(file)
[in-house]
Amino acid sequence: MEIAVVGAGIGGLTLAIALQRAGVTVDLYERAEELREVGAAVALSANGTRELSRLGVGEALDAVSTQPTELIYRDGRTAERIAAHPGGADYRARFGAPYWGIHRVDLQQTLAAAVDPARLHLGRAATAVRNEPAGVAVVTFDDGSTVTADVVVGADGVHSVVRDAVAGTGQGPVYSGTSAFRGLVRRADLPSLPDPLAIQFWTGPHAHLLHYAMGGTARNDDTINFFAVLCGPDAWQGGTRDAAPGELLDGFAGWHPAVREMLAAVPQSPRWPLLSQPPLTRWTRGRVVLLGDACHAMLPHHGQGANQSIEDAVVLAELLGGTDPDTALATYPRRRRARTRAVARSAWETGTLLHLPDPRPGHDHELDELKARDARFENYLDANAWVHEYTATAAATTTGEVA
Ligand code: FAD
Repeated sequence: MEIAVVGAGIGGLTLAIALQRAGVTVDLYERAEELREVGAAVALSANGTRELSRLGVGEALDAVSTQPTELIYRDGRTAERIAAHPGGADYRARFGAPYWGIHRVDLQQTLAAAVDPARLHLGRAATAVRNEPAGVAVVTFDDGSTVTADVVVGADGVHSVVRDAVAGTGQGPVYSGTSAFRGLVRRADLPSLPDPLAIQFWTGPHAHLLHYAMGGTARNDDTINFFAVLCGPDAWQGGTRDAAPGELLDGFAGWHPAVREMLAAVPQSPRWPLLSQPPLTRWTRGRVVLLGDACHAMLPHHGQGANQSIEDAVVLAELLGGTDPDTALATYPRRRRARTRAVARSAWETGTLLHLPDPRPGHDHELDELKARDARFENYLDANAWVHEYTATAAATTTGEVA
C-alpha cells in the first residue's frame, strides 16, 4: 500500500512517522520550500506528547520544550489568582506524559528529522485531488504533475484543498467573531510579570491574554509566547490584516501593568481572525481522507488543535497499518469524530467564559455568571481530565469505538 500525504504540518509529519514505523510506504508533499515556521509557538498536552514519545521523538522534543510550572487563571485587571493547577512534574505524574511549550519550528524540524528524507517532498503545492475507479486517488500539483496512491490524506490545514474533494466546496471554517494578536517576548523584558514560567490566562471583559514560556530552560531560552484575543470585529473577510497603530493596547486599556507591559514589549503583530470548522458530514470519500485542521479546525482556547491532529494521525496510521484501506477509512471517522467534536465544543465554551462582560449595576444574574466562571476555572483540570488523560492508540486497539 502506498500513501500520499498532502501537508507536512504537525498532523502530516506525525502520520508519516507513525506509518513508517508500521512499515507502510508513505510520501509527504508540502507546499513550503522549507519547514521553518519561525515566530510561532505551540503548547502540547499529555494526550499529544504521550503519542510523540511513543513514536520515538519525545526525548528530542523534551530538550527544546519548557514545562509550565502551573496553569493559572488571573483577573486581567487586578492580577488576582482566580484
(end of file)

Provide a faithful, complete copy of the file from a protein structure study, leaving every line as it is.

[in-house]
Amino acid sequence: MEIAVVGAGIGGLTLAIALQRAGVTVDLYERAEELREVGAAVALSANGTRELSRLGVGEALDAVSTQPTELIYRDGRTAERIAAHPGGADYRARFGAPYWGIHRVDLQQTLAAAVDPARLHLGRAATAVRNEPAGVAVVTFDDGSTVTADVVVGADGVHSVVRDAVAGTGQGPVYSGTSAFRGLVRRADLPSLPDPLAIQFWTGPHAHLLHYAMGGTARNDDTINFFAVLCGPDAWQGGTRDAAPGELLDGFAGWHPAVREMLAAVPQSPRWPLLSQPPLTRWTRGRVVLLGDACHAMLPHHGQGANQSIEDAVVLAELLGGTDPDTALATYPRRRRARTRAVARSAWETGTLLHLPDPRPGHDHELDELKARDARFENYLDANAWVHEYTATAAATTTGEVA
Ligand code: FAD
Repeated sequence: MEIAVVGAGIGGLTLAIALQRAGVTVDLYERAEELREVGAAVALSANGTRELSRLGVGEALDAVSTQPTELIYRDGRTAERIAAHPGGADYRARFGAPYWGIHRVDLQQTLAAAVDPARLHLGRAATAVRNEPAGVAVVTFDDGSTVTADVVVGADGVHSVVRDAVAGTGQGPVYSGTSAFRGLVRRADLPSLPDPLAIQFWTGPHAHLLHYAMGGTARNDDTINFFAVLCGPDAWQGGTRDAAPGELLDGFAGWHPAVREMLAAVPQSPRWPLLSQPPLTRWTRGRVVLLGDACHAMLPHHGQGANQSIEDAVVLAELLGGTDPDTALATYPRRRRARTRAVARSAWETGTLLHLPDPRPGHDHELDELKARDARFENYLDANAWVHEYTATAAATTTGEVA
C-alpha cells in the first residue's frame, strides 16, 4: 500500500512517522520550500506528547520544550489568582506524559528529522485531488504533475484543498467573531510579570491574554509566547490584516501593568481572525481522507488543535497499518469524530467564559455568571481530565469505538 500525504504540518509529519514505523510506504508533499515556521509557538498536552514519545521523538522534543510550572487563571485587571493547577512534574505524574511549550519550528524540524528524507517532498503545492475507479486517488500539483496512491490524506490545514474533494466546496471554517494578536517576548523584558514560567490566562471583559514560556530552560531560552484575543470585529473577510497603530493596547486599556507591559514589549503583530470548522458530514470519500485542521479546525482556547491532529494521525496510521484501506477509512471517522467534536465544543465554551462582560449595576444574574466562571476555572483540570488523560492508540486497539 502506498500513501500520499498532502501537508507536512504537525498532523502530516506525525502520520508519516507513525506509518513508517508500521512499515507502510508513505510520501509527504508540502507546499513550503522549507519547514521553518519561525515566530510561532505551540503548547502540547499529555494526550499529544504521550503519542510523540511513543513514536520515538519525545526525548528530542523534551530538550527544546519548557514545562509550565502551573496553569493559572488571573483577573486581567487586578492580577488576582482566580484